Mahler Symphony No. 9

San Francisco Symphony - Mahler 9 - Cover Image

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Michael Tilson Thomas, conductor

Recorded live at
Davies Symphony Hall
San Francisco,
September 29 - October 3, 2004

This recording of Mahler's Symphony No. 9 was made possible by the encouragement and generous leadership funding of
Mr. Gordon Getty.

Special thanks to David Kawakami and Colin Cigarran of the Sony Super Audio CD project.

Producer: Andreas Neubronner
Balance Engineer: Peter Laenger
Tape Operator: Martin Nagorni
Editing, Remixing and Mastering: Andreas Neubronner
Peter Laenger
Technical Assistance: Jack Vad
DSD Recording: Dawn Frank, Super Audio Center LLC
Art Direction and Design:
Alan Trugman
Cover Photo: Michele Clement
Inside Cover Photo: Terrence McCarthy
Mahler Photo: Bildarchiv d. ÖNB, Wien
Editorial: Larry Rothe
Mahler Symphony No.9, Universal Edition
A.G. Vienna, Publisher

Mahler Symphony No. 9 in D major

The Ninth Symphony is the last score Mahler completed. Some part of him would have wanted it so, for, with Beethoven’s Ninth and Bruckner’s unfinished Ninth in mind, he entertained a deep-rooted superstition about symphonies and the number nine. But for all the annihilating poignancy in which this symphony ends, Mahler cannot have meant it as an actual farewell. Within days of completing the Ninth Symphony, he plunged into composing a Tenth. He had made significant progress when he died, on May 18, 1911, of a blood infection, seven weeks before his fifty-first birthday.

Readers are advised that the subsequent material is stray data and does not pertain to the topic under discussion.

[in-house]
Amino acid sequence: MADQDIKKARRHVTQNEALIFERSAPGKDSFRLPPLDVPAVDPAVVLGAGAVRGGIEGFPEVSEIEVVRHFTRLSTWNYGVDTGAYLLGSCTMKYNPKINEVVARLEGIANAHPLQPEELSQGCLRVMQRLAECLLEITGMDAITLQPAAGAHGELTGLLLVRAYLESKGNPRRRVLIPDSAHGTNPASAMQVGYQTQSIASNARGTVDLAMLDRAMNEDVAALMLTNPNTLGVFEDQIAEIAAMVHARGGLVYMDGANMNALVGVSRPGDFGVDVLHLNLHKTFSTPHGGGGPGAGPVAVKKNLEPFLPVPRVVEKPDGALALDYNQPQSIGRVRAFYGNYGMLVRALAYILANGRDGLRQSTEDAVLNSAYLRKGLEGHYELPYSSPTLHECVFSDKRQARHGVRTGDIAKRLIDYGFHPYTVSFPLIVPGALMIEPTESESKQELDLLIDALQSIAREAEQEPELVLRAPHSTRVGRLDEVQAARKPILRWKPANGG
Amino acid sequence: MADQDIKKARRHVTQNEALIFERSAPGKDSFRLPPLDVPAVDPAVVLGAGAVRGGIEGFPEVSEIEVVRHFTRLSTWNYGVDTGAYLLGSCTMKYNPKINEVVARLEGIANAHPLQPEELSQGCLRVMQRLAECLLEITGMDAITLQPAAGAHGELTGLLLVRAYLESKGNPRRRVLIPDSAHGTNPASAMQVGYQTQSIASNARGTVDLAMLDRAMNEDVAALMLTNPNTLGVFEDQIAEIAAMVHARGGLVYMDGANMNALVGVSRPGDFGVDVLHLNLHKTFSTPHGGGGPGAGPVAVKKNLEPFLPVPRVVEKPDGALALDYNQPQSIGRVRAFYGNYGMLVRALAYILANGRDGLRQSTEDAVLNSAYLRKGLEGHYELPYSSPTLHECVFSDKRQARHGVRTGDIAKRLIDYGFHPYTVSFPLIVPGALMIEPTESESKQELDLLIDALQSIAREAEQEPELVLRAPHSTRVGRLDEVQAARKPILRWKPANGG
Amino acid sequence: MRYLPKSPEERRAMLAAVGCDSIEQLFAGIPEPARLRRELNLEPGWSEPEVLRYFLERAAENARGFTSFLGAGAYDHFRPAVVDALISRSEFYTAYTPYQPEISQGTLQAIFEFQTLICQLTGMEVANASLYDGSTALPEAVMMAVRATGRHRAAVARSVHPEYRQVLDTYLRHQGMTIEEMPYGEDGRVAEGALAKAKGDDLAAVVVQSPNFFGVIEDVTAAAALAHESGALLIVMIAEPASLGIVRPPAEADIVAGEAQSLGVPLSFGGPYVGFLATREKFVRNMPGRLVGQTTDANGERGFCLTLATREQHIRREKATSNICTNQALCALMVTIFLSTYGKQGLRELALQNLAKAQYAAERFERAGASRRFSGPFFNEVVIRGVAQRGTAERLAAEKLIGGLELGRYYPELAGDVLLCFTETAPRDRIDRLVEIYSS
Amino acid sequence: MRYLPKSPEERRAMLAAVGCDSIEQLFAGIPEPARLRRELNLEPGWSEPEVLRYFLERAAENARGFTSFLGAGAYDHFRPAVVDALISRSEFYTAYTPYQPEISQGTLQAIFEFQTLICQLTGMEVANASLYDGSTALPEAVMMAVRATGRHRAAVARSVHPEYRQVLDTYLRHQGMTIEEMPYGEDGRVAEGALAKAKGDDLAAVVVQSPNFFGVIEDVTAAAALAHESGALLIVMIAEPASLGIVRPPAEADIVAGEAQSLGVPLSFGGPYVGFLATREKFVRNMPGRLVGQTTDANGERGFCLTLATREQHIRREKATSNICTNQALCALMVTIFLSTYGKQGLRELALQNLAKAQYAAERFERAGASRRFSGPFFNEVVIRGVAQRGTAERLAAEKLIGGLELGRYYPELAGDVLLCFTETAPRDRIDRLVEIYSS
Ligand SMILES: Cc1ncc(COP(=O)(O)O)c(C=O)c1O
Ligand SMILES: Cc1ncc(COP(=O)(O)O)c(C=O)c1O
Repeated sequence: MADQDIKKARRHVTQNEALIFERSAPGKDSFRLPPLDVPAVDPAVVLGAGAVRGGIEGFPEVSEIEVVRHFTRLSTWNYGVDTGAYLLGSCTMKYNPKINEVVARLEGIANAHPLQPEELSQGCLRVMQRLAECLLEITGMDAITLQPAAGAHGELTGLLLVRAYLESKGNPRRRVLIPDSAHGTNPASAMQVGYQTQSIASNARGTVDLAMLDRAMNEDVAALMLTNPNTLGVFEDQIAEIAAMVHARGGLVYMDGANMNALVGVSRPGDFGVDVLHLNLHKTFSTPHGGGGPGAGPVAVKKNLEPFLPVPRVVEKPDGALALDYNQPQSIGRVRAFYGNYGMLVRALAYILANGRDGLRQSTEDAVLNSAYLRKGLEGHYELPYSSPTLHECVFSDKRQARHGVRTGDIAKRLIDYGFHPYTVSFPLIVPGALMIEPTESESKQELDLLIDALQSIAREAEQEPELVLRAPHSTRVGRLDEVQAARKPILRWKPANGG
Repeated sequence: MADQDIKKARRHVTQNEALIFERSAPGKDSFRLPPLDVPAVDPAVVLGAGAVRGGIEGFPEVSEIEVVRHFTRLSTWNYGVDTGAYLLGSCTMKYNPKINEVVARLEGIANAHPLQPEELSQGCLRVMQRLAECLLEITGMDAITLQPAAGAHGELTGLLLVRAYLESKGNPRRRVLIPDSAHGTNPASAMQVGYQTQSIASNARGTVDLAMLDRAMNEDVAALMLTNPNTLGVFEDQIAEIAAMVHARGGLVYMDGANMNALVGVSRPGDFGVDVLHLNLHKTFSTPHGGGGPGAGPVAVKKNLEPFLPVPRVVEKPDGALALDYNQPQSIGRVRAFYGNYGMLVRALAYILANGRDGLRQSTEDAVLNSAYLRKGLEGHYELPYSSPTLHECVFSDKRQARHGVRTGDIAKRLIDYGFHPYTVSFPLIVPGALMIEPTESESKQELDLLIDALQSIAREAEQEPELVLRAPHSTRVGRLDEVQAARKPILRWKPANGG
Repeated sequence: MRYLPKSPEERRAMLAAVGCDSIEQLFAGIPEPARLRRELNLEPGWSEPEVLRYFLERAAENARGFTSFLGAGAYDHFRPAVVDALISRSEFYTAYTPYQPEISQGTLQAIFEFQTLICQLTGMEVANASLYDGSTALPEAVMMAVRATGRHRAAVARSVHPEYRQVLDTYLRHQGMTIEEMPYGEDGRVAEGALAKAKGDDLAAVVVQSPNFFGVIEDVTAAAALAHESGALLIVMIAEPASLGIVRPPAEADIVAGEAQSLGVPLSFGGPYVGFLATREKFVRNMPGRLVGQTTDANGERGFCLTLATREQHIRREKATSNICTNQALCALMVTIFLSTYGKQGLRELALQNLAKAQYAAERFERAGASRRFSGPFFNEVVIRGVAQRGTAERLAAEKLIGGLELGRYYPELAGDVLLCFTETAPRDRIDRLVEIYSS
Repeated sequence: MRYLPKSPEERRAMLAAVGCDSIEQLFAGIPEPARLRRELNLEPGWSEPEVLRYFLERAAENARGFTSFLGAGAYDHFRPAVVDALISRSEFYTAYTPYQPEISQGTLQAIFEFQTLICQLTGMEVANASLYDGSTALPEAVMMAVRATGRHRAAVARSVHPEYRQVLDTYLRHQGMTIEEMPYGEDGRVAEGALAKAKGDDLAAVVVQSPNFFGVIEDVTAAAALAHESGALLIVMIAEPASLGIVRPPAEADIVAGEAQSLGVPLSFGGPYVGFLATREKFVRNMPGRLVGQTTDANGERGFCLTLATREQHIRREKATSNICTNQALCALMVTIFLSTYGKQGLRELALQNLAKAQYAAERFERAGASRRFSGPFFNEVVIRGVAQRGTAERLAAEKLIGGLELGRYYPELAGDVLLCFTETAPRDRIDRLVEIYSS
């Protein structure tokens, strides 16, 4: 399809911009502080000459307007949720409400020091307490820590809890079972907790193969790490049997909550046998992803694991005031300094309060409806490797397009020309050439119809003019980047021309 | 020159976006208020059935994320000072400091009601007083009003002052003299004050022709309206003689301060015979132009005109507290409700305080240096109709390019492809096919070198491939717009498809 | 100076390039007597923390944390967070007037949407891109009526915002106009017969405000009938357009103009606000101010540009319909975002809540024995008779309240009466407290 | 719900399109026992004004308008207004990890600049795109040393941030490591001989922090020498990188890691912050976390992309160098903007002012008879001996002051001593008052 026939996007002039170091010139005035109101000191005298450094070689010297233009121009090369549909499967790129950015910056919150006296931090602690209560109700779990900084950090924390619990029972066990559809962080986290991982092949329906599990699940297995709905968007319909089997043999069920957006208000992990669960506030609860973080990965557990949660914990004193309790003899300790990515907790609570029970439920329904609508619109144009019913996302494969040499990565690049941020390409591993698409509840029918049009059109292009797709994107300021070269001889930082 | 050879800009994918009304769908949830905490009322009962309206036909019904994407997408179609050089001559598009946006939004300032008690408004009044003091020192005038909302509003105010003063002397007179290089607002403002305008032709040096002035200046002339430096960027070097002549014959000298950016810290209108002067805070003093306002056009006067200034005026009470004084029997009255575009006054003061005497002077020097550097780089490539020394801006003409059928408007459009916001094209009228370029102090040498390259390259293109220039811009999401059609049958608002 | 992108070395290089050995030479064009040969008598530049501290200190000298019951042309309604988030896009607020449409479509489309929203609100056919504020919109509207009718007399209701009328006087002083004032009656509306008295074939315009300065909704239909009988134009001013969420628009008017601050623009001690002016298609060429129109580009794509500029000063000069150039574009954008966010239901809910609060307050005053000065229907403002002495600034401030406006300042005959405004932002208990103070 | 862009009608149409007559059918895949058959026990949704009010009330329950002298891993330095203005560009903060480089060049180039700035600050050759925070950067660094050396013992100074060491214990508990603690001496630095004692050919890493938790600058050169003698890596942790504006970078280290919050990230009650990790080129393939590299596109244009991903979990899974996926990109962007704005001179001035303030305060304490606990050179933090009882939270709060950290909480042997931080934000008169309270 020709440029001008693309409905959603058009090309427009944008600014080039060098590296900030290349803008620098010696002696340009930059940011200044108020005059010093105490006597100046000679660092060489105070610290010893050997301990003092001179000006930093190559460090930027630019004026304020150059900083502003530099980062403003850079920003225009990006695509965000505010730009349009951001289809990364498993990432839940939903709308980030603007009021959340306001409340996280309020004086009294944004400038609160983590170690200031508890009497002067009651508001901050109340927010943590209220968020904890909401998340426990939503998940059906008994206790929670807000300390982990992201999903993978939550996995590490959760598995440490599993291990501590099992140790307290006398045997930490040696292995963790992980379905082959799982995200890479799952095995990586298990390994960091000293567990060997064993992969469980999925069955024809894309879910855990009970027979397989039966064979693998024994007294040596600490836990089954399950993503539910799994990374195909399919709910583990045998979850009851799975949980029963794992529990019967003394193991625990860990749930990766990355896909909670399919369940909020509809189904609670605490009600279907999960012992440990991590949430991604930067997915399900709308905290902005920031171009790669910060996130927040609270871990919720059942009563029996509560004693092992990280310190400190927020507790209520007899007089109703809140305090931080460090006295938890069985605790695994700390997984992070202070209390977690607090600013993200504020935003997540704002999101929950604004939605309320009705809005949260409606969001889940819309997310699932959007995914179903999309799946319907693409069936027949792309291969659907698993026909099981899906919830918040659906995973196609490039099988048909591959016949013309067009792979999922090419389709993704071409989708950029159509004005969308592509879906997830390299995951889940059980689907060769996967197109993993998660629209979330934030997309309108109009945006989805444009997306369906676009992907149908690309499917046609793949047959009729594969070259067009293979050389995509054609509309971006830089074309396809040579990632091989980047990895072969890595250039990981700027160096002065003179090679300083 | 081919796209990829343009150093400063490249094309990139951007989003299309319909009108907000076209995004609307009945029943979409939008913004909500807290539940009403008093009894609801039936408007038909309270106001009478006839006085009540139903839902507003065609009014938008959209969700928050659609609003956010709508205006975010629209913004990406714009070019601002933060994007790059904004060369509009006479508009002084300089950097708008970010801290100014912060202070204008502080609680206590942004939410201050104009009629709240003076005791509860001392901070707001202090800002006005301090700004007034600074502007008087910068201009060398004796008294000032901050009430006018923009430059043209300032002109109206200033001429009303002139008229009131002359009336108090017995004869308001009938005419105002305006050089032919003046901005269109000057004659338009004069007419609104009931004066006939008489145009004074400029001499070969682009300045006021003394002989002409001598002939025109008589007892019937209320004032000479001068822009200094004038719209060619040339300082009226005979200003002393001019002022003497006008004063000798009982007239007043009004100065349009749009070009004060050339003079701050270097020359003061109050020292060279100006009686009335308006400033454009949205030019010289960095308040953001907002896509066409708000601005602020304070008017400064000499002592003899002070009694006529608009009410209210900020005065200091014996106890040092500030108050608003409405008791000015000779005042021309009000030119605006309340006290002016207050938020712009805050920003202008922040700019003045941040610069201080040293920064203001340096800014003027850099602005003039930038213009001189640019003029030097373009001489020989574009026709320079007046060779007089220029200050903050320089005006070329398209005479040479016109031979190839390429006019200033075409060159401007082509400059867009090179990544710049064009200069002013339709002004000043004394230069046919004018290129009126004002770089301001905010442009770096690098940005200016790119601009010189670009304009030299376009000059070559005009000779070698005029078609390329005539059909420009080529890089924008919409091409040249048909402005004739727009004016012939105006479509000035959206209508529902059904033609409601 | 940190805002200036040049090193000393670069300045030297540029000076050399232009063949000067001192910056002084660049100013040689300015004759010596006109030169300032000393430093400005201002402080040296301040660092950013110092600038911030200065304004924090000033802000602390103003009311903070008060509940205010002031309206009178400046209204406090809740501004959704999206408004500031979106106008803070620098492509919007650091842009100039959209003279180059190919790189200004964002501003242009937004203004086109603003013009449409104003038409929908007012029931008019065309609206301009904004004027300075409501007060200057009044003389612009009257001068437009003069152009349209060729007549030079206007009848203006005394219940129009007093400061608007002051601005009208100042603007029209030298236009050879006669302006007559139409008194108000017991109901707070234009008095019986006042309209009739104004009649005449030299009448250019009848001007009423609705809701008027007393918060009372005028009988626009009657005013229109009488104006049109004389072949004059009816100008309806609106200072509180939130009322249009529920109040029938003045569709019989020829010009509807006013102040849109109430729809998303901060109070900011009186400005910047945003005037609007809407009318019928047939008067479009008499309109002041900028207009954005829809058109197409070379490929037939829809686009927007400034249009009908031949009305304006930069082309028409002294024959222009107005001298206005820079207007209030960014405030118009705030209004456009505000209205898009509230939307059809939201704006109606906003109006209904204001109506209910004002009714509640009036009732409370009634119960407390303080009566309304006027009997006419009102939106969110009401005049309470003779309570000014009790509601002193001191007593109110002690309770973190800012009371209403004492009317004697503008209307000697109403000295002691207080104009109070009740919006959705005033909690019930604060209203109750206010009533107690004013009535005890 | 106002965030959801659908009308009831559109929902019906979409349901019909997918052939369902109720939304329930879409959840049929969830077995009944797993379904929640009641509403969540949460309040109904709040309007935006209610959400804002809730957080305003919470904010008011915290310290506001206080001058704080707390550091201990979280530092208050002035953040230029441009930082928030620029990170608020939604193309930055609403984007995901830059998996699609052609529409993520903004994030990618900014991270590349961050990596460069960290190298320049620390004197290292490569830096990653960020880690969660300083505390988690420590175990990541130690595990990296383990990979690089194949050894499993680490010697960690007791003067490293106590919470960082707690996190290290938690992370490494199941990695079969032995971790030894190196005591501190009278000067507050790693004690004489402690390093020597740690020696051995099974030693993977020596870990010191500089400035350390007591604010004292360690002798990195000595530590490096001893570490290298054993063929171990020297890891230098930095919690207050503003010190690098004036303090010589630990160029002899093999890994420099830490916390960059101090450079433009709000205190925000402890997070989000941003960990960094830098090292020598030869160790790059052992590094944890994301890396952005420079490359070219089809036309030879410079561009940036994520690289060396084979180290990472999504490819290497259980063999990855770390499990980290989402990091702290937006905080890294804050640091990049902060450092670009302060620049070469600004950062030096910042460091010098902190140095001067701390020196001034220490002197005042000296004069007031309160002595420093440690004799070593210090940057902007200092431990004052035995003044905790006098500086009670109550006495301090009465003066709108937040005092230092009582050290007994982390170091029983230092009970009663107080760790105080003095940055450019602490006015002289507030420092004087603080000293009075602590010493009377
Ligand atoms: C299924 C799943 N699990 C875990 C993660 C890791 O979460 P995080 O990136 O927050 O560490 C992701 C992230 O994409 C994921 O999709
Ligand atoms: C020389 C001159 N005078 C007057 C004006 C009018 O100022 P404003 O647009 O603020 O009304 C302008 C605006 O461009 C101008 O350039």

The Ninth, begun in spring 1909 and finished on April 1, 1910, was also the last of Mahler’s completed scores to be presented to the public (with the Vienna Philharmonic under Bruno Walter’s direction, on June 26, 1912). This has surely contributed to the tradition of reading the work as the composer’s farewell. Mahler wrote the Ninth Symphony in the whirlwind that was the last chapter of his life. That chapter began in 1907, a year in which four momentous things happened. First, on March 17, Mahler resigned the Artistic Directorship of the Vienna Court Opera, ending a tenyear term whose achievement has become legend. Mahler was drained by the struggles that were the price of that achievement, worn down by anti-Semitic attacks, and feeling the need to give more time to composition. He was not, however, able to resist the podium’s lure, and on June 5 he signed a contract with the Metropolitan Opera in New York. Then, on July 5, his daughter Maria, four and a half, died following a two-week battle with scarlet fever and diphtheria. A few days after the funeral, a physician delivered the verdict that things were not as they should be with Mahler’s heart. Mahler, dedicated hiker, cyclist, and swimmer, was put on a regimen of depressingly restricted activity. Still, what happened from 1907 until 1911 is not the story of an invalid. During this period Mahler gave concerts throughout Europe, assumed directorship of the New York Philharmonic, composed Das Lied von der Erde. And these are simply highlights of those years.

—Michael Steinberg, from liner notes